SW: I love that we are finally getting represented with people like Laverne Cox and Trace Lysette. We are getting known but still have a long way to go. But hopefully that will come with time. Currently we don’t have any big box office draws that are transgender actors/actresses. Hopefully that will change in the near future. At least we are seeing celebrities, such as Caitlyn Jenner, Chaz Bono, and the Wachowski sisters, Lilly and Lana in the media. 

BA: What are the best ways to combat harmful and negative portrayals? 

SW: The best way to combat harmful and negative portrayals is for people to get to know us. We are just like any other person who wants to do their best and be seen as who we are, not a stereotype, trope or butt of a joke.  When I first thought of transitioning, I considered moving. But I realized that I would not help my community by disappearing and popping up as Sophie in another city. People need to get to know transgender people. Many transgender people go into a stealth mode because the world can be so vicious. Many transgender people are killed every year because of who they are. I have been lucky that I haven’t lost any family or friends by coming out. Although some relatives have only been very lukewarm to me. 

Also, I hope people can start to understand what we have been through to get to where we are. Many of us have lost friends, families and even their lives just being themselves. I wish people could have gender dysphoria for a day to get a glimpse of what it’s like. The biggest problem is explaining it. There is a meme that explains it the best, where there is an giant book thousands of pages thick, like the dictionary at the public library that’s two feet thick, the caption says this is what gender dysphoria feels like and then there is a small book maybe a 100 pages thick next to it with the caption that says this is what I can tell you about it. You hear every now and then about the rash of transgender people lately. I don’t think the number of people who are transgender has changed. It’s just many of us have quite hiding it. We have been here since the dawn of time and will be here until the end. There are so many instances where societies have embraced transgender people as special. Such as the American Indians because we see the world differently than most others. So, get used to it. We are here to stay. And some of us are proud to be transgender.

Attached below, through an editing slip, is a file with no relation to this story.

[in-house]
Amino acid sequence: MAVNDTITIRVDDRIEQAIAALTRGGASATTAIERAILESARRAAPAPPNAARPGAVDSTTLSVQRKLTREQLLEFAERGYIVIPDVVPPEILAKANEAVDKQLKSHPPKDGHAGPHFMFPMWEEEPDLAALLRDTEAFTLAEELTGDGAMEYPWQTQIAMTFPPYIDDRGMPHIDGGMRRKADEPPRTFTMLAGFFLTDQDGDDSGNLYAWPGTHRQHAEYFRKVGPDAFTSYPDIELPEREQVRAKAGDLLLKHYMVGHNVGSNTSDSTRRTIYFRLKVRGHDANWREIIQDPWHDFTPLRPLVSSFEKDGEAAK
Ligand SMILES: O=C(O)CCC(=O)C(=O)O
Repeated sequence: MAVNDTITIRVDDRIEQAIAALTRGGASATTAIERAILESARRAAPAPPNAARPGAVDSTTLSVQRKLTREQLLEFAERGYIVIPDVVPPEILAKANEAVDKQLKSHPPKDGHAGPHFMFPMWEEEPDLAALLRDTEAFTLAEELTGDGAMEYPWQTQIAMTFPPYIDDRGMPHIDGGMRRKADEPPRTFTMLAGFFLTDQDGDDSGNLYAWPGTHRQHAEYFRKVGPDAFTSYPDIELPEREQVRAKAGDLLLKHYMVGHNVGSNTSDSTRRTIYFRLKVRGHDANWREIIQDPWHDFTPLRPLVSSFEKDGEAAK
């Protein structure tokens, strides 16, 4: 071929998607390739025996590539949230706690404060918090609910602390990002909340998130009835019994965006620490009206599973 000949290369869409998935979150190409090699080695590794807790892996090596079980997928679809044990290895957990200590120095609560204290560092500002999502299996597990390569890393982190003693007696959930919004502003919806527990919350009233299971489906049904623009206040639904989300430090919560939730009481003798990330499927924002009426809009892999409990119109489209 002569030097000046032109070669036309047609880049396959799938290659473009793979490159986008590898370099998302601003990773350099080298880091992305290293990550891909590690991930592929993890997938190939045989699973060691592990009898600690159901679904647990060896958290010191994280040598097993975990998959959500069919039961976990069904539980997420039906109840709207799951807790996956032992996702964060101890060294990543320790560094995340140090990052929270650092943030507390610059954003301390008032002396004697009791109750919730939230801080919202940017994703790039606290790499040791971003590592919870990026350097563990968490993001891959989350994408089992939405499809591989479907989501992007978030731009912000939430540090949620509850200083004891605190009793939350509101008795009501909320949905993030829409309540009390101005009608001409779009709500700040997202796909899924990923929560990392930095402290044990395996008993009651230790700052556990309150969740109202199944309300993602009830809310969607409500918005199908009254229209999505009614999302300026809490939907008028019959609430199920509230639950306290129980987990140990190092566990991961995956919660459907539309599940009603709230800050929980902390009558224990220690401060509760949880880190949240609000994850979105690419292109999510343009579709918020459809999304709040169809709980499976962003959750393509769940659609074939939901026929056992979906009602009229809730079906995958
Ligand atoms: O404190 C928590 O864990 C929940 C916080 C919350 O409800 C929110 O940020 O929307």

BA: What has your experience been behind the camera up until this point?